Looking over my email, I noticed there has been an increase in the number of folks asking for technical advice over the past few weeks. Perhaps work slowed down a bit over the holidays, allowing people more time to write.
Whatever the reason, I've always believed in "dancing with the one who brung ya," so it seems like a good time to answer some questions from readers.
I don't have to spend very long at a newspaper office to tell you how they're doing in terms of circulation, readership, ad sales and profits. No one has to tell me. There are qualities that lead to successful newspapers, and without them it's a good bet that there are some problems in one or more of those four areas.
I could have listed fifty newspapers in this column, because I ran into a lot of papers that are doing things right in 2015. And it's showing in their numbers. Due to space limitations, here are a few that stood out in my memory.
I got out the dusty thesaurus and found a synonym that best describes the newspapers in Minnesota: phenomenal. That's the best word I know of to describe the trip I just took to Minnesota. Yes, that's right, Minnesota.
I've worked with more than 100 papers in Minnesota this year. I know, that's a lot of papers. And there is something that's very apparent as I crisscross the frozen tundra (OK, tundra might be a stretch) of Minnesota, visiting papers from McGregor to Pipestone to Preston: newspapers in Minnesota are doing really well. That truth was never more apparent to me than in late October, when I visited papers in the central and western areas of the state.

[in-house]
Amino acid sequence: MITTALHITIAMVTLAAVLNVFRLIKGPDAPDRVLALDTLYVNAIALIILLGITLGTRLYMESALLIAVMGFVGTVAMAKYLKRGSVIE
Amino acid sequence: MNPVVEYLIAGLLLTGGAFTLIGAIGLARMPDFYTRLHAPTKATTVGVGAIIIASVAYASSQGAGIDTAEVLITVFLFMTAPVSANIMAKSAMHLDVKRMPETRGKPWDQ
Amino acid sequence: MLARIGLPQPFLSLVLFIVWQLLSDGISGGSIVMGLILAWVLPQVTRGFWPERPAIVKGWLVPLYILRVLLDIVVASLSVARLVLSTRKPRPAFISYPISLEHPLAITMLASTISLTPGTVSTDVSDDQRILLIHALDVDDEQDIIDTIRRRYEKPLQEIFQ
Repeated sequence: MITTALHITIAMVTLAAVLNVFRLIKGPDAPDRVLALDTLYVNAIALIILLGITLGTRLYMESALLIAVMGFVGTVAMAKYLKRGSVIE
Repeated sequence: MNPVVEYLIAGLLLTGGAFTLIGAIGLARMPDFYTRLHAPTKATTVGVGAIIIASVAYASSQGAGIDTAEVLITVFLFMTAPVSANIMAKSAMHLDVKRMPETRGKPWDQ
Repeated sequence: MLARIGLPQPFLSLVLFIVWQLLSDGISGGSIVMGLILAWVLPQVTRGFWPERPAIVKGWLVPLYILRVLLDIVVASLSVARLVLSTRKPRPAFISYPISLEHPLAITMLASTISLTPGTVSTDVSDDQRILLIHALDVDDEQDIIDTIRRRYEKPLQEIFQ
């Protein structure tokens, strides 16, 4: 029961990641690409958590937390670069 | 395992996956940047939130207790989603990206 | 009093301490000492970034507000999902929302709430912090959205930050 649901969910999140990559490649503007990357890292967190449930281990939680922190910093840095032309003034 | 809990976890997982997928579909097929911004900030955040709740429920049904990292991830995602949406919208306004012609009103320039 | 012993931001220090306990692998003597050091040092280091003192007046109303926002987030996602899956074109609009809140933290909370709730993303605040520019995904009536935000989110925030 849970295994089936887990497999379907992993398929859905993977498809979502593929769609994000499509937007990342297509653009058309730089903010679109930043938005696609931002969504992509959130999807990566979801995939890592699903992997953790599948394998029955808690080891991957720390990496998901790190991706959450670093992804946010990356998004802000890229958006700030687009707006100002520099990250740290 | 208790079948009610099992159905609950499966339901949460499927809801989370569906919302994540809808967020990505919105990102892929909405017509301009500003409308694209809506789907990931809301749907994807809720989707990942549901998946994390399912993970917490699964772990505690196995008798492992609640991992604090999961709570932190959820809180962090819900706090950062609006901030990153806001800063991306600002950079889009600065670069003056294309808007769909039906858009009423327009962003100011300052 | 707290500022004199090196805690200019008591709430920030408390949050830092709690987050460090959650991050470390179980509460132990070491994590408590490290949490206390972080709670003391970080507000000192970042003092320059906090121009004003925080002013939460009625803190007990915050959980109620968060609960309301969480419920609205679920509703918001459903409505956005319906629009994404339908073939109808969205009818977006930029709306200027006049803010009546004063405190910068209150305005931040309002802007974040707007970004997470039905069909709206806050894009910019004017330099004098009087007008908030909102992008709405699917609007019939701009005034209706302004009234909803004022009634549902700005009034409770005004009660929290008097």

The email came to me at 6:15 last night, just as I was getting ready to take my two teenagers out for dinner. It was from Joe, a publisher at a small weekly who, like many newspaper publishers, has become my good friend over the past 20 years.
Before I tell you more about the email, let's step back in time to yesterday afternoon when I mentioned to some folks in my office that I needed to come up with a topic for today's column. A couple of ideas were tossed around when, finally, I said, "Don't worry. Something will come up. It always does."
I just didn't know that "something" would be my friend, Joe.
The Tennessee Newspaper Hall of Fame celebrated its opening on Friday, July 17, 2015. It was a glorious evening, filled with a celebration fit for the industry it represents.
Last week, I spent a day with a weekly newspaper in Eastern Ohio. I even took a pic of the big building shaped like a basket to prove it. After lunch, the publisher asked something I've heard quite often in my visits with 100-plus newspapers this year, "Could you take a little time to teach us some things about Bridge?"
With so many newspapers reporting a really good year, why are there still newspapers who aren't? I thought about this as I drove to the airport this morning (the roads are pretty clear at 2 a.m. in Sioux Falls, making it safe to think while driving) and came up with what I'm calling:
My top four reasons some newspapers aren't having a great year
I couldn’t help but think of all the speakers and teachers I’ve had over the years.